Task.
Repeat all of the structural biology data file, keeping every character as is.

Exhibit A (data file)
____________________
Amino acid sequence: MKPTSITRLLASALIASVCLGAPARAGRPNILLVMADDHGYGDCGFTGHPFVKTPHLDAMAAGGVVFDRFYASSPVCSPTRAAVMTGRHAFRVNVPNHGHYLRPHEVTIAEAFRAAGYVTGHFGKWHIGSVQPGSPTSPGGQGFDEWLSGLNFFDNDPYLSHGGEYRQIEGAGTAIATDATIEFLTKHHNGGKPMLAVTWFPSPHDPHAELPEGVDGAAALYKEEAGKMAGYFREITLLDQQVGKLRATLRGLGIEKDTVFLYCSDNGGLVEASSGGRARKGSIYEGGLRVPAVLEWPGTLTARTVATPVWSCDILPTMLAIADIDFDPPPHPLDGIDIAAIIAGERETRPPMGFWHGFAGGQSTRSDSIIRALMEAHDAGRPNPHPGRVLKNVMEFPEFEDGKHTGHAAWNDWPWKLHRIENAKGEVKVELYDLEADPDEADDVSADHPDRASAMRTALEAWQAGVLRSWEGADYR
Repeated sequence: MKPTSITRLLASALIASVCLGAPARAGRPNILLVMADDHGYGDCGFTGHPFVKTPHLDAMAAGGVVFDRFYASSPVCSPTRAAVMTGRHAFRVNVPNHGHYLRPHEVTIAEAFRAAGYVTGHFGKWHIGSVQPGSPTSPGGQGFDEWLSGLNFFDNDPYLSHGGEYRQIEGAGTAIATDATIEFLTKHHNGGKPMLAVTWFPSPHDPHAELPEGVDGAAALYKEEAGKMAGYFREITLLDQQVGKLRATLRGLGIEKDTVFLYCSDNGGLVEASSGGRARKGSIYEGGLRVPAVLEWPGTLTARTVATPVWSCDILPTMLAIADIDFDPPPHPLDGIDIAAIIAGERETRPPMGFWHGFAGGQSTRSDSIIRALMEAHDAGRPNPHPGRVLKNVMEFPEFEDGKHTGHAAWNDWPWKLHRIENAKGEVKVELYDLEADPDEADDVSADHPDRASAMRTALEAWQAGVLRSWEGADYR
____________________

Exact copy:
Amino acid sequence: MKPTSITRLLASALIASVCLGAPARAGRPNILLVMADDHGYGDCGFTGHPFVKTPHLDAMAAGGVVFDRFYASSPVCSPTRAAVMTGRHAFRVNVPNHGHYLRPHEVTIAEAFRAAGYVTGHFGKWHIGSVQPGSPTSPGGQGFDEWLSGLNFFDNDPYLSHGGEYRQIEGAGTAIATDATIEFLTKHHNGGKPMLAVTWFPSPHDPHAELPEGVDGAAALYKEEAGKMAGYFREITLLDQQVGKLRATLRGLGIEKDTVFLYCSDNGGLVEASSGGRARKGSIYEGGLRVPAVLEWPGTLTARTVATPVWSCDILPTMLAIADIDFDPPPHPLDGIDIAAIIAGERETRPPMGFWHGFAGGQSTRSDSIIRALMEAHDAGRPNPHPGRVLKNVMEFPEFEDGKHTGHAAWNDWPWKLHRIENAKGEVKVELYDLEADPDEADDVSADHPDRASAMRTALEAWQAGVLRSWEGADYR
Repeated sequence: MKPTSITRLLASALIASVCLGAPARAGRPNILLVMADDHGYGDCGFTGHPFVKTPHLDAMAAGGVVFDRFYASSPVCSPTRAAVMTGRHAFRVNVPNHGHYLRPHEVTIAEAFRAAGYVTGHFGKWHIGSVQPGSPTSPGGQGFDEWLSGLNFFDNDPYLSHGGEYRQIEGAGTAIATDATIEFLTKHHNGGKPMLAVTWFPSPHDPHAELPEGVDGAAALYKEEAGKMAGYFREITLLDQQVGKLRATLRGLGIEKDTVFLYCSDNGGLVEASSGGRARKGSIYEGGLRVPAVLEWPGTLTARTVATPVWSCDILPTMLAIADIDFDPPPHPLDGIDIAAIIAGERETRPPMGFWHGFAGGQSTRSDSIIRALMEAHDAGRPNPHPGRVLKNVMEFPEFEDGKHTGHAAWNDWPWKLHRIENAKGEVKVELYDLEADPDEADDVSADHPDRASAMRTALEAWQAGVLRSWEGADYR